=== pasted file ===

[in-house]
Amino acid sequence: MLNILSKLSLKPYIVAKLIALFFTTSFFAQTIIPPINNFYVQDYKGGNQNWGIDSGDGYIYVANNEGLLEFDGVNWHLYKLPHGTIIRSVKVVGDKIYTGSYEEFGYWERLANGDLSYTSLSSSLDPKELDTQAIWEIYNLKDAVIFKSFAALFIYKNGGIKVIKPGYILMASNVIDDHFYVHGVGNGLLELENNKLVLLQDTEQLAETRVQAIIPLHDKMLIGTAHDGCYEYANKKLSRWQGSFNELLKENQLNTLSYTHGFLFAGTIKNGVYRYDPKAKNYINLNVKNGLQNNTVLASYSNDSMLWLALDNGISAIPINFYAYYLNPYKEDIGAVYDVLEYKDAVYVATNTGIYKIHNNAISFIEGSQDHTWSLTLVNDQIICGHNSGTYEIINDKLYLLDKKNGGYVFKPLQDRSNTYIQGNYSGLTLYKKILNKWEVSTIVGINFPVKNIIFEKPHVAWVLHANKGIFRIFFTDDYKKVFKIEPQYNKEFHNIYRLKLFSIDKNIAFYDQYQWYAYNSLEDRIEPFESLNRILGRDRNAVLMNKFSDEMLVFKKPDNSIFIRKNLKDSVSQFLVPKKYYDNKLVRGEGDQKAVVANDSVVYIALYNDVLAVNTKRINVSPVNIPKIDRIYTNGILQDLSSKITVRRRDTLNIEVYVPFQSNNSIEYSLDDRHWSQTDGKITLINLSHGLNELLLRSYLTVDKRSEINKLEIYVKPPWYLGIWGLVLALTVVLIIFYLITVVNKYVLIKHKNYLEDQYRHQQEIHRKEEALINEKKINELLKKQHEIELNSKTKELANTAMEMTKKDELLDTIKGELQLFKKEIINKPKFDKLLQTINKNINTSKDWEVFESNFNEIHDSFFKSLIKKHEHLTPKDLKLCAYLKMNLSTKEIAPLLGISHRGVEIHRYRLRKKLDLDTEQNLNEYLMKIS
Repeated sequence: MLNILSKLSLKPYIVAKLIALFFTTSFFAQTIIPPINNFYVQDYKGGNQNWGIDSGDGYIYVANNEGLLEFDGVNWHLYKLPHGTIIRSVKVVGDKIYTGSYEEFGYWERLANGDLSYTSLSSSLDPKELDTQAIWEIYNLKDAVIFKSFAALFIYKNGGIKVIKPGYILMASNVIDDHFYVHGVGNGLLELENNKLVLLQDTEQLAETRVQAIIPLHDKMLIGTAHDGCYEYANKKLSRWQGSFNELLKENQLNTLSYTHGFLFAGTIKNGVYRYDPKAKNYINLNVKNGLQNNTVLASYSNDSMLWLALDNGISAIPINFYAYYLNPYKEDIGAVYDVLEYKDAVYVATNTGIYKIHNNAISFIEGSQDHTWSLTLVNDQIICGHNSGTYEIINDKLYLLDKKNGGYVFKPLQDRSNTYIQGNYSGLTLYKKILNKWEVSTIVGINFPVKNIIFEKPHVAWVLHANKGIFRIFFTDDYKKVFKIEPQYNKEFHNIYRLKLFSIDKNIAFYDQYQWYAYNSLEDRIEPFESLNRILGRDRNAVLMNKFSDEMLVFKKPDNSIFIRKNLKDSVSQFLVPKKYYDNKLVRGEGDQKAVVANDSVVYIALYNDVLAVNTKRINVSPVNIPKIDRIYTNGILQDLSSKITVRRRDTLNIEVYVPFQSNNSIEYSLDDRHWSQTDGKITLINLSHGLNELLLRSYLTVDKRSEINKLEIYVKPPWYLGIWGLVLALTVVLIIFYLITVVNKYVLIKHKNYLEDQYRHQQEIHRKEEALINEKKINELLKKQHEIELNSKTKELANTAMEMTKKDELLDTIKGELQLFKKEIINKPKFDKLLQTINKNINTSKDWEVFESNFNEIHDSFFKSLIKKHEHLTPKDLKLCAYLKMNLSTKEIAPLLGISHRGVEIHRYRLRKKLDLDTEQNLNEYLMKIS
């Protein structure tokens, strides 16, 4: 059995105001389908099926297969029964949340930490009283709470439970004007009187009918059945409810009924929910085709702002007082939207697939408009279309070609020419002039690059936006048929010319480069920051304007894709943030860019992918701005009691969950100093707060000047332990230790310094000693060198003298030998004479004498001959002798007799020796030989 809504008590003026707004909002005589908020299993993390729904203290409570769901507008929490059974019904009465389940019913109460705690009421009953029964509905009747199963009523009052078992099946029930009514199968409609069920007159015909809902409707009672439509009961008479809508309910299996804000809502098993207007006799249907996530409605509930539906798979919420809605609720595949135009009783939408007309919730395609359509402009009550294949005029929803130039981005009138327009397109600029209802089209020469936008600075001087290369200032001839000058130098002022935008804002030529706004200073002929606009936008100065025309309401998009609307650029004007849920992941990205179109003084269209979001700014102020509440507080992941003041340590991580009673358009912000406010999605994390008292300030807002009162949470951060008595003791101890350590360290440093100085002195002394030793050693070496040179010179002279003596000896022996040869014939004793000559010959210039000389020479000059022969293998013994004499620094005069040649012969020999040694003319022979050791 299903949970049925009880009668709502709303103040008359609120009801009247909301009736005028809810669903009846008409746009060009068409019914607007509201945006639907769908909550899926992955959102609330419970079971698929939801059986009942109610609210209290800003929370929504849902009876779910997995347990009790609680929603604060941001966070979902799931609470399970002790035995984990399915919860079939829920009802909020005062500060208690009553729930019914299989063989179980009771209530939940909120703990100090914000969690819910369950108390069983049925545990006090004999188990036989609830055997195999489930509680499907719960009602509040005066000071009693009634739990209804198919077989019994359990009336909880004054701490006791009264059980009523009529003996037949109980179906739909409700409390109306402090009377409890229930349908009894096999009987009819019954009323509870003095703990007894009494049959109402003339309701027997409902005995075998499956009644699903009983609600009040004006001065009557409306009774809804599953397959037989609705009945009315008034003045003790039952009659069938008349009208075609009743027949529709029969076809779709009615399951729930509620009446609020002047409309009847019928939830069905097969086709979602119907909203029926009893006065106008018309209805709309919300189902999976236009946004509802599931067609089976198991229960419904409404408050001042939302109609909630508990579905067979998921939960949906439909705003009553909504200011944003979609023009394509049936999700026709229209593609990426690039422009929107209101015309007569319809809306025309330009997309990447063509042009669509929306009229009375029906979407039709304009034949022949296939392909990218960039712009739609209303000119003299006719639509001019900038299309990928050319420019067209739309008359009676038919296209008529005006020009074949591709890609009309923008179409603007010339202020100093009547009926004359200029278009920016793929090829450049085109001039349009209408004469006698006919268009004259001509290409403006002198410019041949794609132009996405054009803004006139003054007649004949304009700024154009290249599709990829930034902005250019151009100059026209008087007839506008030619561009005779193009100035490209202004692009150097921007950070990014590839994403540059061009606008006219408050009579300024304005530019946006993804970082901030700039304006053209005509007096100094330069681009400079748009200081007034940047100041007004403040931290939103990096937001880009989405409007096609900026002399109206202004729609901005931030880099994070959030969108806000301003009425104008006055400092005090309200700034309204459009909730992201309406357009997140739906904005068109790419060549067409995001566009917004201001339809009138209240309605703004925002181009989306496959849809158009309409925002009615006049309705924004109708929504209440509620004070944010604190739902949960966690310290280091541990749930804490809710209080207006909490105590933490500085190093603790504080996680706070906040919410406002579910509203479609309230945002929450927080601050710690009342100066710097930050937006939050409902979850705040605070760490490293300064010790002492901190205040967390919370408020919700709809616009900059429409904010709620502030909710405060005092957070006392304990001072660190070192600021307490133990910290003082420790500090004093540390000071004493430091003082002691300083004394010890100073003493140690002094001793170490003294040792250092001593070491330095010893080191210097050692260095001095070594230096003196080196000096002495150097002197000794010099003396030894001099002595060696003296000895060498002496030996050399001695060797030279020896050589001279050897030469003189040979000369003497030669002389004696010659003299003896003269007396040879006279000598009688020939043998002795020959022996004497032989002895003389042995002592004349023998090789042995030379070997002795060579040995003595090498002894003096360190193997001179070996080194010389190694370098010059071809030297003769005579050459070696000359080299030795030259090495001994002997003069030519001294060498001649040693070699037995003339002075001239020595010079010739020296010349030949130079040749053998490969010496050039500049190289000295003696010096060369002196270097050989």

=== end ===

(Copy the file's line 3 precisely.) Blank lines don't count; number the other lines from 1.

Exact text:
Repeated sequence: MLNILSKLSLKPYIVAKLIALFFTTSFFAQTIIPPINNFYVQDYKGGNQNWGIDSGDGYIYVANNEGLLEFDGVNWHLYKLPHGTIIRSVKVVGDKIYTGSYEEFGYWERLANGDLSYTSLSSSLDPKELDTQAIWEIYNLKDAVIFKSFAALFIYKNGGIKVIKPGYILMASNVIDDHFYVHGVGNGLLELENNKLVLLQDTEQLAETRVQAIIPLHDKMLIGTAHDGCYEYANKKLSRWQGSFNELLKENQLNTLSYTHGFLFAGTIKNGVYRYDPKAKNYINLNVKNGLQNNTVLASYSNDSMLWLALDNGISAIPINFYAYYLNPYKEDIGAVYDVLEYKDAVYVATNTGIYKIHNNAISFIEGSQDHTWSLTLVNDQIICGHNSGTYEIINDKLYLLDKKNGGYVFKPLQDRSNTYIQGNYSGLTLYKKILNKWEVSTIVGINFPVKNIIFEKPHVAWVLHANKGIFRIFFTDDYKKVFKIEPQYNKEFHNIYRLKLFSIDKNIAFYDQYQWYAYNSLEDRIEPFESLNRILGRDRNAVLMNKFSDEMLVFKKPDNSIFIRKNLKDSVSQFLVPKKYYDNKLVRGEGDQKAVVANDSVVYIALYNDVLAVNTKRINVSPVNIPKIDRIYTNGILQDLSSKITVRRRDTLNIEVYVPFQSNNSIEYSLDDRHWSQTDGKITLINLSHGLNELLLRSYLTVDKRSEINKLEIYVKPPWYLGIWGLVLALTVVLIIFYLITVVNKYVLIKHKNYLEDQYRHQQEIHRKEEALINEKKINELLKKQHEIELNSKTKELANTAMEMTKKDELLDTIKGELQLFKKEIINKPKFDKLLQTINKNINTSKDWEVFESNFNEIHDSFFKSLIKKHEHLTPKDLKLCAYLKMNLSTKEIAPLLGISHRGVEIHRYRLRKKLDLDTEQNLNEYLMKIS